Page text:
When individuals, companies and government institutions in Vermont need to find important information, they will hire a private investigator. Whether you work independently or for a private investigation agency, your career as a private investigator will focused on such tasks as locating stolen property, investigating criminal threats or violent actions, pursuing fraud cases and collecting evidence for legal proceedings.
When researching how to become a private investigator in Vermont, you should know that private investigators are licensed by the Vermont Secretary of State. First, you will need to receive a temporary license so that you can receive training, after which you will be eligible to earn your full licensure.
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Vermont Private Investigator License Requirements
- Age: 18 years or older.
- Provisional Requirements: A legal resident of the United States or a U.S. citizen.
- Criminal Background Check: You will need to submit to a criminal background check before you will receive a license for private investigation.
- Discharge from Military: Dishonorable military discharges will not count against you when applying for a private investigator license in Vermont.
- Financial History. A check of your financial history is not mandatory to be approved for a license.
- Mental Health Check/Mental Disease or Defect: Mental defects or disease will not be taken into account during the license application process.
- Insurance Needed: Individual private investigators are not required to carry insurance in order to be licensed.
- Automatic Disqualifications: You must be in good standing in terms of child support court fines, taxes and the judicial bureau. If you have outstanding payments in any of these areas, you will need to make restitution before you will receive a license.
Education and Experience
- Degree and/or Accepted Experience: Vermont requires that you have two years of investigative experience under the direct supervision of a licensed investigator. However, if you have at least two years of work experience as a law enforcement officer, you will have already satisfied this requirement.
- Written Exams: Vermont does not have a written exam for private investigators.
Vermont issues temporary licenses while applications are awaiting full approval. During this period, you will be required to participate in mandatory training that has been approved by the licensing board. This training must total forty hours and will include topics such as taking statements, collecting evidence, writing reports, investigation tools, legal limits, ethical/professional conduct and writing reports.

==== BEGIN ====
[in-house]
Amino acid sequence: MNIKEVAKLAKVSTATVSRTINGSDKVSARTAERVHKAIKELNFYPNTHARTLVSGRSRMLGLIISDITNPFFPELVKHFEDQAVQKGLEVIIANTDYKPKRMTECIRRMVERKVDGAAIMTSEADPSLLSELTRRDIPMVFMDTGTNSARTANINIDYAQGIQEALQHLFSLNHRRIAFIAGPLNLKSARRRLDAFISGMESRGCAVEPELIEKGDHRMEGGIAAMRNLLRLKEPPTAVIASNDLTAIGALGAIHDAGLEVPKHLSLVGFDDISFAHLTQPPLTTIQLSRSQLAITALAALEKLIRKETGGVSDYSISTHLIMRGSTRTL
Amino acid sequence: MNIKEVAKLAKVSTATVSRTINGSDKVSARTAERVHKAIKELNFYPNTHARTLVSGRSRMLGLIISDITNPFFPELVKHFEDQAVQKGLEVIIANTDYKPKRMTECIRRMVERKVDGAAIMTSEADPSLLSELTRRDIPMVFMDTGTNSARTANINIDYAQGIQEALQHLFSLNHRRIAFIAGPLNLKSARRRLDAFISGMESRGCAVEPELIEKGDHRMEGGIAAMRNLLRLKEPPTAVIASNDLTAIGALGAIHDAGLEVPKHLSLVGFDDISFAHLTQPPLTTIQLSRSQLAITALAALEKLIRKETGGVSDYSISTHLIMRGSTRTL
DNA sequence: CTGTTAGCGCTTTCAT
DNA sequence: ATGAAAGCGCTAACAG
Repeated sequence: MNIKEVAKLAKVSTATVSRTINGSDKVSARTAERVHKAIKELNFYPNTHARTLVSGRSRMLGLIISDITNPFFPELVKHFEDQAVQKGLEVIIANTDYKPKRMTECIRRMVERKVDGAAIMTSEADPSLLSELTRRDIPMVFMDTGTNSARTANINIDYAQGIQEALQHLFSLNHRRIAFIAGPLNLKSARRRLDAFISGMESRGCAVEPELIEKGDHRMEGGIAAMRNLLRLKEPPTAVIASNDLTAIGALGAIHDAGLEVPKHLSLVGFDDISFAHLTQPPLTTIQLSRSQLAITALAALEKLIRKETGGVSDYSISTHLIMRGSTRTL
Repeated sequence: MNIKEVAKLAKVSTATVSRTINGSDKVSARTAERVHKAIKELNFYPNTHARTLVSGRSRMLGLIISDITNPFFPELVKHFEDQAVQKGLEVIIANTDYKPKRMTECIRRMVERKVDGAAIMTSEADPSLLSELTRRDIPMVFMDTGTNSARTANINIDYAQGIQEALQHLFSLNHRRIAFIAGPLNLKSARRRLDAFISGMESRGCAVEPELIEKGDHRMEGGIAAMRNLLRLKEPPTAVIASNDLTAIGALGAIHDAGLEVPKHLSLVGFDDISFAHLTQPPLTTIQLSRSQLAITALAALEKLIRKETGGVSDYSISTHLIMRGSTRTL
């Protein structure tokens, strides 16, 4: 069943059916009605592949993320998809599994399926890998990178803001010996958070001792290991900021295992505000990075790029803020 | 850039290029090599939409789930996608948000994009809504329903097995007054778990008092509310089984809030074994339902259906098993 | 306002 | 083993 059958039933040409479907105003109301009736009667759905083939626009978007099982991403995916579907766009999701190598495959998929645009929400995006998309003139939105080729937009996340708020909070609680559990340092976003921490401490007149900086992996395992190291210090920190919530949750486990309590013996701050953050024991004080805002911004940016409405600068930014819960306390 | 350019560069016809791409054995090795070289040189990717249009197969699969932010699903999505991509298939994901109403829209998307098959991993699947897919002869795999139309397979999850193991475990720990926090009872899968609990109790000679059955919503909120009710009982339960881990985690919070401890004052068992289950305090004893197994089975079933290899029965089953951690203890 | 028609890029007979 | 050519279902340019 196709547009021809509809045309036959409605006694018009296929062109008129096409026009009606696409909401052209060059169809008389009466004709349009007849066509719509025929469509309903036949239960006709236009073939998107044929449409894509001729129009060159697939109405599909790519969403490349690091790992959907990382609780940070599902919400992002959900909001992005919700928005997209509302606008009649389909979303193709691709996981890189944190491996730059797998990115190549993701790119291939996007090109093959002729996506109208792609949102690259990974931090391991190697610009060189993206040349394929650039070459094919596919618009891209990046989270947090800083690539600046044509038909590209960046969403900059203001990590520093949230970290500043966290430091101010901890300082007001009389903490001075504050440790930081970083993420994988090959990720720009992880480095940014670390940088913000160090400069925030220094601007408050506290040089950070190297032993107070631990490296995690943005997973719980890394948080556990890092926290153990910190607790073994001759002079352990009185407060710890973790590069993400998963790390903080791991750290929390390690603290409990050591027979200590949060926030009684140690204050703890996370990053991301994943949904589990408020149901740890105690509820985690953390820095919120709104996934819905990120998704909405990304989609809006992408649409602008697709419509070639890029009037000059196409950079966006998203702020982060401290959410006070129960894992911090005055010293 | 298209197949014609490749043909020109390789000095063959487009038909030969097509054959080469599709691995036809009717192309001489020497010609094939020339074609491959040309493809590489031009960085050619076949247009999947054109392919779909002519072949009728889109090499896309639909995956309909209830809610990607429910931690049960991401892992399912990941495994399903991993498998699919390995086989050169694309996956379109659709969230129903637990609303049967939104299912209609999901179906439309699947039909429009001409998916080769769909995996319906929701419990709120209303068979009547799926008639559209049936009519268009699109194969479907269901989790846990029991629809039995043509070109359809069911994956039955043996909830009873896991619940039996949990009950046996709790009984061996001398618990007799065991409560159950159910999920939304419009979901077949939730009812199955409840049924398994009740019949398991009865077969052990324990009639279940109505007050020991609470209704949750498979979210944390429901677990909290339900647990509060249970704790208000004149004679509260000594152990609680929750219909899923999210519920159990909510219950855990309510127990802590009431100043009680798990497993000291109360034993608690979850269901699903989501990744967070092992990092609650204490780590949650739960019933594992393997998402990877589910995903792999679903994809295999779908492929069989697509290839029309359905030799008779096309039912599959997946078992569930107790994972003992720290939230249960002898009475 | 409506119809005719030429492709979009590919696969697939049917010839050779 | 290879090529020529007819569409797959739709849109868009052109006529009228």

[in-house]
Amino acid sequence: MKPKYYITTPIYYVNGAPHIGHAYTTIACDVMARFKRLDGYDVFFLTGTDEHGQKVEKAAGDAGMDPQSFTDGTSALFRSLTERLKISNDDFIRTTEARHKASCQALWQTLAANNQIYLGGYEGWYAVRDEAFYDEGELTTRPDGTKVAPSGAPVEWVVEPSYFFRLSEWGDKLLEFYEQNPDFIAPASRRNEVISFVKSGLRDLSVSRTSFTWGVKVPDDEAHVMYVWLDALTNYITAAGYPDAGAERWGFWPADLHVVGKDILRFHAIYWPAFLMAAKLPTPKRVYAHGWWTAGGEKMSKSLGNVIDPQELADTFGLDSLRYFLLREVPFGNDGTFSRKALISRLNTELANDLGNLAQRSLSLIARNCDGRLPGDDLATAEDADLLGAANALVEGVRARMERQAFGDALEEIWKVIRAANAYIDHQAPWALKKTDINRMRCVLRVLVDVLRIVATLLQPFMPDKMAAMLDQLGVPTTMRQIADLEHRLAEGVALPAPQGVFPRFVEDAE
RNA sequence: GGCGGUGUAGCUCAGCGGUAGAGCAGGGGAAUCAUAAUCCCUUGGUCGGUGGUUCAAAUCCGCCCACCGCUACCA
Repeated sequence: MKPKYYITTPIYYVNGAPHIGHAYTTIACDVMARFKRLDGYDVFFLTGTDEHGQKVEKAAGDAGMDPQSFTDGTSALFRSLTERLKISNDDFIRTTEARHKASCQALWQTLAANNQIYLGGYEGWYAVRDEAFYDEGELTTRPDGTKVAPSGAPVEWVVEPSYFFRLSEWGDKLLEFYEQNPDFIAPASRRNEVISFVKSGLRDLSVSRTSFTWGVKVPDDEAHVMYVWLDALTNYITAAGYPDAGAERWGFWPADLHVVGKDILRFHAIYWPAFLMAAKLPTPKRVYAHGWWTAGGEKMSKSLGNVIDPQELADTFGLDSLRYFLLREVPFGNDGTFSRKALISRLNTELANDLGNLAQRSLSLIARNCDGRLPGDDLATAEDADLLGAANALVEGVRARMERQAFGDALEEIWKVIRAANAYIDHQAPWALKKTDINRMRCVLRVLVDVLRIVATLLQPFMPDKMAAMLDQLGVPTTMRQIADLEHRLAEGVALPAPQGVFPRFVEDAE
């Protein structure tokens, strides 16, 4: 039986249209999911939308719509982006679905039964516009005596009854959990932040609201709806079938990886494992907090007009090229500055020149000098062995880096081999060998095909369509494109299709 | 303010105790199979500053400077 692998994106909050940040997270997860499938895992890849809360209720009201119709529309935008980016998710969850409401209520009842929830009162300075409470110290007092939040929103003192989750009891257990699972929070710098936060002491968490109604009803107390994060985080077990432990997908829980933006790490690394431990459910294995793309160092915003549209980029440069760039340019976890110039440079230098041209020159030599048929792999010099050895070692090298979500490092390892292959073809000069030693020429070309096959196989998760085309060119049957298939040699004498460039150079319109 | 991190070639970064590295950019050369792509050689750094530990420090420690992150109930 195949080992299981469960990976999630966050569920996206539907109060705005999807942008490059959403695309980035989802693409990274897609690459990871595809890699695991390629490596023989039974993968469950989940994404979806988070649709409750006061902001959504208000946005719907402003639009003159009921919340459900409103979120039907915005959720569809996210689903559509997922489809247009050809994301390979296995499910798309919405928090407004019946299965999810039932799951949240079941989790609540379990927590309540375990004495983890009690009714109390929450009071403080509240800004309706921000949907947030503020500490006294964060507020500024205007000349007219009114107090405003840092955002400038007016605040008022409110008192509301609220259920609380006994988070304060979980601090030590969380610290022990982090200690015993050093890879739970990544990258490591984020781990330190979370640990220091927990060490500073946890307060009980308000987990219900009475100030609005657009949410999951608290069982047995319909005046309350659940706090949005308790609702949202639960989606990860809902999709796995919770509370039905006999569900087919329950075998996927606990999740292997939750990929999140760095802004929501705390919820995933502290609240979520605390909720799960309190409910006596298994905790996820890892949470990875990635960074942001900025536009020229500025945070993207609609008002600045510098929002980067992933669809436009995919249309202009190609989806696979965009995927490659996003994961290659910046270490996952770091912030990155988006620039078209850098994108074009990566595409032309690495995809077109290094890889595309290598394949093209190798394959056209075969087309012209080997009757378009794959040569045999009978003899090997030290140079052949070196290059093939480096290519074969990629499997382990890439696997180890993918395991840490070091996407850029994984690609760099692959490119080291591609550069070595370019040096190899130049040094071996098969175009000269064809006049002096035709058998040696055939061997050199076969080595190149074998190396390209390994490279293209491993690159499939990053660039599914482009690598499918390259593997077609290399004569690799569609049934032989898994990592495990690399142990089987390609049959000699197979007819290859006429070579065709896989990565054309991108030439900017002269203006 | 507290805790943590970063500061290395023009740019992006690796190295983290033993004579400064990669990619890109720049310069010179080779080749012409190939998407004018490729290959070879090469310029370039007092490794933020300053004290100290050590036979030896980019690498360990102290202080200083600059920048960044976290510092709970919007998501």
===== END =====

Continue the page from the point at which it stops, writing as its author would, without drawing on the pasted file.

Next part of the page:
Forms Needed for Detective License
- Fees Required: You will need to pay a $60 fee for your temporary license. For your full license, you will need to pay $150 if you plan to be unarmed or $200 if you plan to carry a firearm.
- Registration Needed: When you apply for your temporary licensure, you will need to include a 2-inch by 2-inch photograph and complete both an FBI background check and a Vermont Criminal Information Center background check. Once you have completed and can provide proof of your training, have paid your full license fee and your background checks have been approved, you will receive your license.
- Maintenance Required for PI License: Licenses must be renewed biennially. Unarmed renewals cost $120 and armed renewals cost $180.
Salaries — According to U.S. Bureau of Labor Statistics
While the Bureau of Labor Statistics (BLS) collects employment information for private investigators in the majority of states, there is no information available for the state of Vermont. However, it can be helpful to examine the BLS information for private investigators at the national level.
In May of 2015, the BLS reported that the median pay for a private investigator was $45,610. Additionally, private investigation positions were expected to grow at a rate of 5%, translating to 1,800 new positions.
Links to State Government Pages or Other State Resources